As some say, “education gets in the way of learning.” Although this is not entirely true, since I must attribute much of what I have learned to my formal education, there is definitely much validity to this statement. I have found that some of my greatest learning experiences occur during the summer months. No longer am I told to study or do assignments on topics that are too basic and aren’t pushing me hard enough or are on topics I’ve studied previously and am therefore not learning much in studying them at an introductory level. Come the summer months I can hone in on topics that are weaknesses or vacancies in “my arsenal.” Again, I owe a ton of what I have learned to my professors, but as I like to say, if you can read you aren’t limited to living teaches. And with that, the dead teachers tend to be the best ones. Needless to say, I look forward to my Summer studies.
Now of course this Summer I will be working as much as possible to make money to pay for Seminary and continue my formal education. And so these goals might be harder to accomplish then I may realize. Either way, it’s good to set goals and I will do my best to accomplish them. Better to set too high of goals and not accomplish them all then to set too low of goals and not accomplish your best, I say.
So here are my goals for this Summer regarding my studies of God’s word.
- To continue working through Philippians with my youth group. (We are on track to finish the book sometime in the beginning of the Summer. Beyond that, I have not decided what we will be studying next.)
- To read through the Old Testament.
- This isn’t really “studying,” but to place a special emphasis on the discipline of prayer, specifically in praying for my fellow church members and the salvation of others that I know.
- To translate and do an exegetical study through the book of Romans. I will work through the book very slowly and I expect not to get all the way through it. Alongside my own work I plan to read the following commentators–Douglas Moo (NICNT–new), Thomas Schreiner (Baker), John Murray (NICNT–old), Leon Morris (Pillar), and Robert Mounce (NAC)–as well as various theological journal articles on more minute issues.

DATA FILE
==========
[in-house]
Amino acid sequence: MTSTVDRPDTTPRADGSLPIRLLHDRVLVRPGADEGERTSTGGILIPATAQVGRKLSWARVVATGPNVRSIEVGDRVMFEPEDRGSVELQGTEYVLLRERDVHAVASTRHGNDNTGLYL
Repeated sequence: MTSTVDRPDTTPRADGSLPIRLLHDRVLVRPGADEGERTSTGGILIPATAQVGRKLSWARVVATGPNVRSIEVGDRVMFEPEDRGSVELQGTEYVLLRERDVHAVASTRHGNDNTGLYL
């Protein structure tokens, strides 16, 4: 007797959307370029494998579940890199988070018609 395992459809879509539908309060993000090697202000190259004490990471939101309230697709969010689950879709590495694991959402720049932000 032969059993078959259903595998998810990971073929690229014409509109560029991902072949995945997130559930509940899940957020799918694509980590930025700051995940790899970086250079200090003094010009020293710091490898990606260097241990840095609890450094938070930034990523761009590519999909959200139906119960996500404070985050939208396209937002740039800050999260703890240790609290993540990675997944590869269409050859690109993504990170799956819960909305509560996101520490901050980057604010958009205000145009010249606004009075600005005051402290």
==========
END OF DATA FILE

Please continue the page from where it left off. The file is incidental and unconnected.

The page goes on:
- Finally, I have compiled a list of various books that I would like to read. I plan to read as many as I can, but my list is longer than what is humanly possible to read. Here is a glimpse at it though. I decided to start off with one “popular” book (since I don’t read enough of these)–Explicit Gospel by Matt Chandler. Then I plan to read the most renown treatise on limited/definite/decisive/particular atonement ever written, The Death of Death in the Death of Christ by John Owen. After that I plan on reading various books concerning hermeneutical issues and the growing dialogue between various theological systems. In short, I plan to read a lot of stuff written on Progressive Dispensationalism (to continue my study there) and Historic Premillenialism (namely, George Ladd). I would also like to read some stuff on New Covenant Theology (namely, Tom Wells and Fred Zaspel), The End of the Law by Jason Meyer, Continuity and Discontinuity by John Feinberg, various theological journal articles on the Church’s place in the program of God and the Church’s relationship to the Biblical covenants, etc. etc. etc.
My list is huge. I surely won’t accomplish it all. But it sure is exciting!
I will do my best to study as much of this stuff as I can. Of course, Ann deserves a lot of my attention too this Summer. Our schedule, especially during the school year, makes spending quality time together extremely difficult. And she has been very understanding of that. But, spending time with her this Summer will be a very significant and needed priority.
I hope my list has given you some motivation to do some studying of your own this summer and has given you some ideas of what that study should entail.